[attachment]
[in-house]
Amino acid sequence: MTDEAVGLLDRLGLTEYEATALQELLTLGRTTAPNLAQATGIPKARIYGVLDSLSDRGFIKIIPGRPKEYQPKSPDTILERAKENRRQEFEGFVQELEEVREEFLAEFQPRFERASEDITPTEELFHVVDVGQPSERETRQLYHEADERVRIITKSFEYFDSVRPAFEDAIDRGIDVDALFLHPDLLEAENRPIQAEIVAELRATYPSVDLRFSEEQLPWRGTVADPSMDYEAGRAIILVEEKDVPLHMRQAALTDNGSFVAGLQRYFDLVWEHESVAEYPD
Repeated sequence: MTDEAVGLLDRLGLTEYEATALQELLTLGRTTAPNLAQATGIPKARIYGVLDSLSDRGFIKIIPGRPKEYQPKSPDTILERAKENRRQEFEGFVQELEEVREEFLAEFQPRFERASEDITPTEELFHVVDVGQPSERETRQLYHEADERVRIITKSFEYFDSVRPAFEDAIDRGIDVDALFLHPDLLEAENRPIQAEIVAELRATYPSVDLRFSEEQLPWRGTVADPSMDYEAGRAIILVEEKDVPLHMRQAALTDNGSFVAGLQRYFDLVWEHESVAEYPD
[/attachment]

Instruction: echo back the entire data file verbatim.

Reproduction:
[in-house]
Amino acid sequence: MTDEAVGLLDRLGLTEYEATALQELLTLGRTTAPNLAQATGIPKARIYGVLDSLSDRGFIKIIPGRPKEYQPKSPDTILERAKENRRQEFEGFVQELEEVREEFLAEFQPRFERASEDITPTEELFHVVDVGQPSERETRQLYHEADERVRIITKSFEYFDSVRPAFEDAIDRGIDVDALFLHPDLLEAENRPIQAEIVAELRATYPSVDLRFSEEQLPWRGTVADPSMDYEAGRAIILVEEKDVPLHMRQAALTDNGSFVAGLQRYFDLVWEHESVAEYPD
Repeated sequence: MTDEAVGLLDRLGLTEYEATALQELLTLGRTTAPNLAQATGIPKARIYGVLDSLSDRGFIKIIPGRPKEYQPKSPDTILERAKENRRQEFEGFVQELEEVREEFLAEFQPRFERASEDITPTEELFHVVDVGQPSERETRQLYHEADERVRIITKSFEYFDSVRPAFEDAIDRGIDVDALFLHPDLLEAENRPIQAEIVAELRATYPSVDLRFSEEQLPWRGTVADPSMDYEAGRAIILVEEKDVPLHMRQAALTDNGSFVAGLQRYFDLVWEHESVAEYPD